The Art of Chinese Calligraphy

El Maestro Ming en su taller.

Master Ming in his Atelier

Xi’An, China, December 2012

It wasn’t easy to find it. His workshop was hidden among several fast food restaurants and hardware stores within the so called Muslim quarter in the city of Xi’An, China. Outside his shop there was a signboard with, of course, Chinese ideograms and a picture of a brush, black ink and a red seal. I then realized that his workshop was that of a calligrapher. I entered with a lot of discretion. I did not know how to approach him. Annika followed my silent steps without saying a word. The place was well illuminated by the natural light. All the place smelled like fresh ink. The walls where filled with his work, some calligraphy work, some paintings with brush and ink. Although black and white were the dominant colors, the red ink in his work gave it the outstanding punch to the result. Annika and I whispered everything we said, for some strange reason we felt that if we talked with the normal voice we would upset the peace in the room.

Since we entered China we noticed how the practice of Chinese Calligraphy is very present in the everyday life of it’s people. Calligraphy in China is known as shufa which literary means, the method or law of writing, is considered both an art and a discipline by it’s people. The discipline of calligraphy deals with the rules of the order in which the strokes are drawn. The art has to do with the ability to portray in the strokes the spirit of the calligrapher and his intention when writing. This ability is developed by the artist after years of mastering the technique and acquiring a style of his own. Although it is considered an art form, there are certain parameters in which the quality of the calligraphy is measured. The list includes: legibility of the characters traced, the order in which they strokes are made, the characters must be concise, the way the weight and the form of the strokes are aligned with the rhythm of the phrase and finally that they are esthetically pleasing.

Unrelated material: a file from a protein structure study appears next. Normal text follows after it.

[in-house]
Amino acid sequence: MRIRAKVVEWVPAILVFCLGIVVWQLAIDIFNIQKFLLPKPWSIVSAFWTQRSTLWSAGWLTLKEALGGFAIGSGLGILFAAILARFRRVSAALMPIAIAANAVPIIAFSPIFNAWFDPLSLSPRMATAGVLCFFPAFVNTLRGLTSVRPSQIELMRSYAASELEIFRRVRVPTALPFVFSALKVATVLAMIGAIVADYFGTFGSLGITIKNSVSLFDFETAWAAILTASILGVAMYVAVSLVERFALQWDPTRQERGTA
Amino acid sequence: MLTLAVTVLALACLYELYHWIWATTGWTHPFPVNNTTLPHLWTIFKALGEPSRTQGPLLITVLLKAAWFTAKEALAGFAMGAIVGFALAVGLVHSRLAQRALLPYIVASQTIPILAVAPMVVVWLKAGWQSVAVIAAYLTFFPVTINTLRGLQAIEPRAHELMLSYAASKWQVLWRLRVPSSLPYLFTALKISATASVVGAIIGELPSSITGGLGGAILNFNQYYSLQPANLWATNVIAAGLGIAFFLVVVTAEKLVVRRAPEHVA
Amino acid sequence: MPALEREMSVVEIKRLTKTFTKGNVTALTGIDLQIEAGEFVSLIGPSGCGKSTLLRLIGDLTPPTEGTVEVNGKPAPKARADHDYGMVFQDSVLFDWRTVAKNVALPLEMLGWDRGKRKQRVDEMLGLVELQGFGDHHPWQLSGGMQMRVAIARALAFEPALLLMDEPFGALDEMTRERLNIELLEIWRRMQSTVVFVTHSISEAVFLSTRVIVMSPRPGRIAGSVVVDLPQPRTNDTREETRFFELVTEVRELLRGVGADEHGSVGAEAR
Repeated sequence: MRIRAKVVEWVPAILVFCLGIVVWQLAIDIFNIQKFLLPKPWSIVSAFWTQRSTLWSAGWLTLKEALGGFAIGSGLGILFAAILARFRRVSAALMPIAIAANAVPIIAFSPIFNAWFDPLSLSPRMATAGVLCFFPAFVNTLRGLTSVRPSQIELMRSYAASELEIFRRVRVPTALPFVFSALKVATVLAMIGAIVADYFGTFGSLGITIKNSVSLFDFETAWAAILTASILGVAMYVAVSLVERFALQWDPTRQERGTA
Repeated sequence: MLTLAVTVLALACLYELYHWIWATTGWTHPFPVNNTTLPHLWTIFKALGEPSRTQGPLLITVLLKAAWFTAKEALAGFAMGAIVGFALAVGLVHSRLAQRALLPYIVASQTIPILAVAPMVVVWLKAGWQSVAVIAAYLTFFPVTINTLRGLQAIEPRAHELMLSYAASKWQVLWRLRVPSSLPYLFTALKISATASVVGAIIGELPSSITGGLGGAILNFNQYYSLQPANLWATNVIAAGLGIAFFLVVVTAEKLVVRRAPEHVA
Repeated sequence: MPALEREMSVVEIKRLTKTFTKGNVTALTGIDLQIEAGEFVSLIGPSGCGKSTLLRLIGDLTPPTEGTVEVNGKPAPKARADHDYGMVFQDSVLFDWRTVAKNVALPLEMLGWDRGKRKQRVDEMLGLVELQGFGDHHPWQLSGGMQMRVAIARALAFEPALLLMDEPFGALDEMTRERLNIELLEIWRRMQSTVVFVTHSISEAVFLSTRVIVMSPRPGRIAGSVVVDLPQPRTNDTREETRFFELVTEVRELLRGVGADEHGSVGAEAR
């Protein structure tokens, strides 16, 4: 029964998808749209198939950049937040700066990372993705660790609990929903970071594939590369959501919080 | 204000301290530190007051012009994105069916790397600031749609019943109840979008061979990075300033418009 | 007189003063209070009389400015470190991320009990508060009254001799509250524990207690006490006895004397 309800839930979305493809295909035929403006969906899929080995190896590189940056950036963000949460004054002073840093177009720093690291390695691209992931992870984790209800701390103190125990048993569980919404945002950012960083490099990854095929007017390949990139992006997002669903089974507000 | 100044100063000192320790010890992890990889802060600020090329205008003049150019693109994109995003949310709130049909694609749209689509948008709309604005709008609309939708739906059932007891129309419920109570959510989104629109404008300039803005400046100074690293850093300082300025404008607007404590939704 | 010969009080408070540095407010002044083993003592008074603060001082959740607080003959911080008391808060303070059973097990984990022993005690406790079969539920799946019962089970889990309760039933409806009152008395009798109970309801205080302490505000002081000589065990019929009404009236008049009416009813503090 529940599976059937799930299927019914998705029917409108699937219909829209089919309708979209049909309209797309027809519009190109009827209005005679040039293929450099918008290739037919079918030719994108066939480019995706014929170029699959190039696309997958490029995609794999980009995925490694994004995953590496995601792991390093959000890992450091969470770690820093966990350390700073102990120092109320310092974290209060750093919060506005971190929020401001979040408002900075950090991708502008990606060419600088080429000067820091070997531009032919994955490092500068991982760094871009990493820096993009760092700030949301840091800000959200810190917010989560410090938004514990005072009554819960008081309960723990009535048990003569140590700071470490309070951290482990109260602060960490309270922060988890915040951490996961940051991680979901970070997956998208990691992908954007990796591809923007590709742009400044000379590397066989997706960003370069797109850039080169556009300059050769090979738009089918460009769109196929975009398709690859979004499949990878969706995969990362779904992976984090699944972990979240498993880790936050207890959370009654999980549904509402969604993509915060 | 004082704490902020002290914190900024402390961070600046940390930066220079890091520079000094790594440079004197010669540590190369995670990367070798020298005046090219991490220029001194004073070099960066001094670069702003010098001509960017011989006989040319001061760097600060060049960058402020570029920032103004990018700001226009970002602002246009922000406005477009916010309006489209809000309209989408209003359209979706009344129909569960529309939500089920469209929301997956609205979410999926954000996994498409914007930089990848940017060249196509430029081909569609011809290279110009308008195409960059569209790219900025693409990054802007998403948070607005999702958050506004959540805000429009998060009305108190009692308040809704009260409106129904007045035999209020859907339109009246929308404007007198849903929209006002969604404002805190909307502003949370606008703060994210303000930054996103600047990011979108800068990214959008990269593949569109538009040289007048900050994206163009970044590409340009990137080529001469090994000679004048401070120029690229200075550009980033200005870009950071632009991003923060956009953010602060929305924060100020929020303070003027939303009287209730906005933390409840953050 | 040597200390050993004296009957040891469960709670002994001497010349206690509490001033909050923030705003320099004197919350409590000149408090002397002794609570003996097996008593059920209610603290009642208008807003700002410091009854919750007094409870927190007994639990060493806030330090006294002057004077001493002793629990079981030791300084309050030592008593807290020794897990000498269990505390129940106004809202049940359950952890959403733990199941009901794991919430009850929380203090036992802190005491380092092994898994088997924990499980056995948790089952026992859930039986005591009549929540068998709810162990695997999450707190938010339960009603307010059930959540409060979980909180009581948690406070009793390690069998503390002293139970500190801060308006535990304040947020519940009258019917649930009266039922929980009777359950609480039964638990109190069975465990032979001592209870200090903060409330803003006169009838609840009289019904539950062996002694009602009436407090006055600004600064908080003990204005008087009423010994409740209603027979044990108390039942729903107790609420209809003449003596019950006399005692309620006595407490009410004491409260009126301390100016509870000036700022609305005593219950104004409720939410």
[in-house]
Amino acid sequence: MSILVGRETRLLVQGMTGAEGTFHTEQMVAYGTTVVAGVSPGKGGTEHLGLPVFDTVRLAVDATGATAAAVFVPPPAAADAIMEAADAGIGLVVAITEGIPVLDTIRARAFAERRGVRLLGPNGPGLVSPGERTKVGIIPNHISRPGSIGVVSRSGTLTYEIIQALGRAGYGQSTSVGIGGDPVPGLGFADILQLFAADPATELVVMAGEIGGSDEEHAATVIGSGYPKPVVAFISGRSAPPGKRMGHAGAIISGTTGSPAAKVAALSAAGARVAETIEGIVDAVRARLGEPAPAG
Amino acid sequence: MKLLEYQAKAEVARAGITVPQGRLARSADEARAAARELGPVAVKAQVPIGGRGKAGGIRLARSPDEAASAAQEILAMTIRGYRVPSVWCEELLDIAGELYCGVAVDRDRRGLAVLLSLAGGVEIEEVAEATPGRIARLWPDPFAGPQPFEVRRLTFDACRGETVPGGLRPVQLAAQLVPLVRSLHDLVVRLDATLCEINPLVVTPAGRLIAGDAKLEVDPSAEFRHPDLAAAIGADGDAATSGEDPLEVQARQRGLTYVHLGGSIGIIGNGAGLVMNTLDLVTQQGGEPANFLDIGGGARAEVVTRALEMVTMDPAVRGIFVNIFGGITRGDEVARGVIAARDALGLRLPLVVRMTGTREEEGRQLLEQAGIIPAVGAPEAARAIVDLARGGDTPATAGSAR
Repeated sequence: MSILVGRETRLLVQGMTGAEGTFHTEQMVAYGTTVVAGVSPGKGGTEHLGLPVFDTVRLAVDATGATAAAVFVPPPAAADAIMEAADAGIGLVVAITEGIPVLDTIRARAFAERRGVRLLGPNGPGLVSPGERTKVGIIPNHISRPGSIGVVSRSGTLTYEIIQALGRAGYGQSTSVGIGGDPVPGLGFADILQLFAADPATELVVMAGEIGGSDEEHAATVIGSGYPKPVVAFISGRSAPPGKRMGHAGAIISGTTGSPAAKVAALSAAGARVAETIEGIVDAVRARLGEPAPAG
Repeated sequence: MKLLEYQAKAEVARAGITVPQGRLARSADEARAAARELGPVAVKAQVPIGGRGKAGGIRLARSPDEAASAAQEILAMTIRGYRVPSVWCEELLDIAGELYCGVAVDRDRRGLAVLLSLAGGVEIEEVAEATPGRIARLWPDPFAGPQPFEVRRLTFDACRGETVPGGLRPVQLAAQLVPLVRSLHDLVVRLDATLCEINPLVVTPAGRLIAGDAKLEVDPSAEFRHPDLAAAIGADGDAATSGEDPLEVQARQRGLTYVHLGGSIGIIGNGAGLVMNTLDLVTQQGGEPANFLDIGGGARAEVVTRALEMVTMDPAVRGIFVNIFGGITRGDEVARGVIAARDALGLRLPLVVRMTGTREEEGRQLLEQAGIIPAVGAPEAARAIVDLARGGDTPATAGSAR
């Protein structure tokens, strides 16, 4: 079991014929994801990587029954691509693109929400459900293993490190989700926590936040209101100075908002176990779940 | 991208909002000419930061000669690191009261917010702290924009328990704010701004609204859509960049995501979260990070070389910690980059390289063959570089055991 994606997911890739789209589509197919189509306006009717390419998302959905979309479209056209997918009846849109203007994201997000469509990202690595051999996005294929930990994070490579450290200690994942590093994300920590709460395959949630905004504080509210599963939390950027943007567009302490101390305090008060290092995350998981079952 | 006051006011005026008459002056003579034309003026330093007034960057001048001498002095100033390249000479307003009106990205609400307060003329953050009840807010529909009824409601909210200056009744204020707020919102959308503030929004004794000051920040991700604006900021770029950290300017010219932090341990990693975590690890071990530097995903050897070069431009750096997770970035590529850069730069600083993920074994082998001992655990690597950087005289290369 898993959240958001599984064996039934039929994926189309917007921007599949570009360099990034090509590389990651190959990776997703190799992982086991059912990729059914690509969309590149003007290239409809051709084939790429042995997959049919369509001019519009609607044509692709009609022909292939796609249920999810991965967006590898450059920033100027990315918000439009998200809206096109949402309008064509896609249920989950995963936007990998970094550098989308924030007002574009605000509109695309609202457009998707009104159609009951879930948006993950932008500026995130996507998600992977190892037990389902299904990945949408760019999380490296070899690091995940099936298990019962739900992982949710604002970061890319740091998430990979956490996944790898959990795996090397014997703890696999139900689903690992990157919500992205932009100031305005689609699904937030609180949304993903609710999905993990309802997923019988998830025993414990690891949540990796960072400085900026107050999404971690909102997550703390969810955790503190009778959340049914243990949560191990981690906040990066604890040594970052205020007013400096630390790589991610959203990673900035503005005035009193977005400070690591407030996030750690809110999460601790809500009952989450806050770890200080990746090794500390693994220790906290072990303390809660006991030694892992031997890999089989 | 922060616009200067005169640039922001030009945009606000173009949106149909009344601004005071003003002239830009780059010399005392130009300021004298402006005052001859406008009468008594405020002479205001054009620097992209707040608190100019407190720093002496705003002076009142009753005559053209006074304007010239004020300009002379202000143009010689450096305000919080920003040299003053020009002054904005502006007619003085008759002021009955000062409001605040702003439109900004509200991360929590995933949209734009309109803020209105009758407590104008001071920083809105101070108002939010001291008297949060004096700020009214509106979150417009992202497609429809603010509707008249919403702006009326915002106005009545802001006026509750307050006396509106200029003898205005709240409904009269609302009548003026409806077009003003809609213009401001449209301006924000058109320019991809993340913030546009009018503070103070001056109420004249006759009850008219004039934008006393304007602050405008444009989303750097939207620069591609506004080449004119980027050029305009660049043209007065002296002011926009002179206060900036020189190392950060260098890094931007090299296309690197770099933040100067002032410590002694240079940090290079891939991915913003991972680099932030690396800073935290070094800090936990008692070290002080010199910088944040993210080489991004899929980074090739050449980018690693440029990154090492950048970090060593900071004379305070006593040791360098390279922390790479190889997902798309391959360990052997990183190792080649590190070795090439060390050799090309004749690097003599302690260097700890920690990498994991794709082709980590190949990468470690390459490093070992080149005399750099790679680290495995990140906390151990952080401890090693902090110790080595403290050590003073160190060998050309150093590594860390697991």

El Maestro en Accion

Master Ming in Action

After a couple of minute of feeling lost within his workshop the artist. Xi Ming approached us in a friendly manner. Dressed with a brown sweatshirt, a black vest and black pants, he invited us to take a seat in his comfort corner. His wife brought us black tea in traditional Chinese cups of olive green color. So there we were the four of us sitting face to face. I tried to communicate with them with signs and face expressions. I wanted to tell him that we were cyclist and that we were very interested in this art form for our blog. I made a sign towards my camera and I tried to tell him by signaling his work, if I had permission to take some pics. He understood my request so he stood up from his seat and started to show me his work. I figured that this was like having his approval so I started shooting.

In his workshop there stood a very big table that housed an assorted types of brushes of different thickness and animal fur. The table was stained with black and red ink, I could not identify another color. I could also identify his working tools and materials other than the brushes. There was a big roll of paper under the table, red ink and black ink vessels and his seal an artist trademark. He also had a stone which he uses to hold the paper in place while he is making the strokes on it.

La sutileza de sus trazos